In the past few years, I think most practitioners, at least those at the forefront, who diagnose and/or treat neuropathy have come to the conclusion that impaired glucose tolerance, which is now "officially" recognized as a condition in its own right, can trigger neuropathy. I think many are considering the possibility that a significant number of "idiopathics" could fall into this category. So between the two - autoimmune and impaired glucose tolerance - we may eventually see the number of "idiopathics" fall dramatically.
01-26-2007, 12:29 PM
Let's say the 3 hour glucose tolerance test comes back and they find out that it shows he has impaired glucose tolerance. Now what the heck does this mean and what do we do about it.
His sugar readings are around 84 (I know he's not a diabetic). But this impaired glucose tolerance is different from being a diabetic right?
So if it is found out that he has this neuropathy because he had impaired glucose tolerance, what do we do about it?
Does IVIG help this?
DOES ANYTHING HELP THIS?? I mean the only time he gets relief (sometimes the cymbalta works and sometimes it doesn't), is well he exercises and now he is doing yoga. This man is almost 60. He can't be doing what he's doing for the rest of his life. He'll bend himself into a pretzel and one day, he won't be able to get up off the floor.
So is there no relief for someone who is not a diabetic but it turns out they have impaired glucose tolerance (am I even phrasing this correctly).
He's going to want to get some answers eventually. I mean, to have all these tests, blood, (possible spinal taps), mri's , etc.etc, then be told "well, we think you might have impaired glucose tolerance (believe me, Alan never even heard of this), I'm just curious if there might be some answers.
Believe me, I know that many of you on these boards have a much much worse of PN than my Alan. I know this and my heart goes out to you.
I'm just trying to be like a pioneer in trying to find some answers that might SOMEDAY help anybody who has PN.
His neuro studied under Dr. Lantov who is somewhat of a pioneer in IVIG and neuropathyies and cells, (I'm not putting this right) but you understand.
We baby boomers are getting older and if someone soon doesn't open up and start some real research into the causes of the various neuropathies, well, what's going to happen to us as we hit our 70's and 80's.???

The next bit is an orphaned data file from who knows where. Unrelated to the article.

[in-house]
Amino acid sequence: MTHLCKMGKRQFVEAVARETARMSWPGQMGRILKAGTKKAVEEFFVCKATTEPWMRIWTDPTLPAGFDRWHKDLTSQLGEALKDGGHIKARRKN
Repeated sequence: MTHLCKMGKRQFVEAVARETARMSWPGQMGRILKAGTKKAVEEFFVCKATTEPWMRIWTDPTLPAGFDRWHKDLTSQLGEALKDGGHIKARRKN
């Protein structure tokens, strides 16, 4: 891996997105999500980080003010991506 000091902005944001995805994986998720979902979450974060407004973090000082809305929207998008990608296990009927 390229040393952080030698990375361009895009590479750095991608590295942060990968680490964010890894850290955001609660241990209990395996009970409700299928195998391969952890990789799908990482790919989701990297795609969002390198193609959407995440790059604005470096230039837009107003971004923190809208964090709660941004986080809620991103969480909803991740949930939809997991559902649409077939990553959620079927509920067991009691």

I mean, they can keep us alive with the Plavix, and antibiotics, and heart meds, and blood pressure pills, but if you have PN, you really want to take a hammer and bang yourself sometimes. This hasn't affected me thank god, but I will never forget the nights when Alan would jump off the bed at 1 oclock in the morning screaming his head off and I had to slap another fentanyl pain patch on him (and I wasn't supposed to slap any more patches on him) but he was in such pain in between the toes) and also it seems there was a really long scratch on the top of his foot (we could barely see it, he must have scratched his foot with the nail of his other foot) but it affected the neuropathy and he went out of his mind. This was before Dr. Theirl. I did not know what to do. He was going nuts so I ran into the other room where we had the patches and I found a 25 patch and just slapped it on his back. That brought him to 125 of the fentanyl. He just went "oooh, thank god". It worked immediately. He said "my foot was on fire". I put cold compresses on his foot and by the time the second patch wore off, the coolness of he compresses did some good. I mean, that night I got a real lesson in what PN is all about and how it can affect you painwise.
I mean, there has to be more than opiates to be the answer to this. Know what I mean?????
01-26-2007, 04:57 PM
According to the current standards laboratory standards gnerally used in the US, someone who has a 12-hour fasting lgucose level between 65-109 is classified as normoglycemic. If the level is 110-125, they are classified as having impaired glucose tolerance. Above 125, they get a diagnosis of "frank" diabetes.
However, one can well imagine that blood glucose level is affected by a lot of factors--what one has last eaten, when, degree of physical activity recently done, what time of day the blood sample is taken (blood glucose tends to be lowest early in the day), etc. Moreover, the lab levels at which one is given these labels are fairly arbitrary (there's recently been a campaign to lower the "impaired glucose tolerance" category down to 100, for example), so many savvy endocrinologists are not comfortable using this test and these standards to diagnose diabetes/impaired tolerance. Most would rather at least get a set of Hemoglobin A1c levels over time--this measure of blood sugar tends to be more stable--and/or do glucose challenge through a several-hour glucose tolerance test. It's not rare for people with "normal" fasting blood glucose levels, and even "normal" hemoglobin A1c levels, to reveal an overreaction to glucose challenge during a multi-hour test that would lead an endocrinologist to suspect impaired tolerance or diabetes. (I know there were several people on the old Braintalk and at the Neuropathy Association boards who were diagnosed just that way.)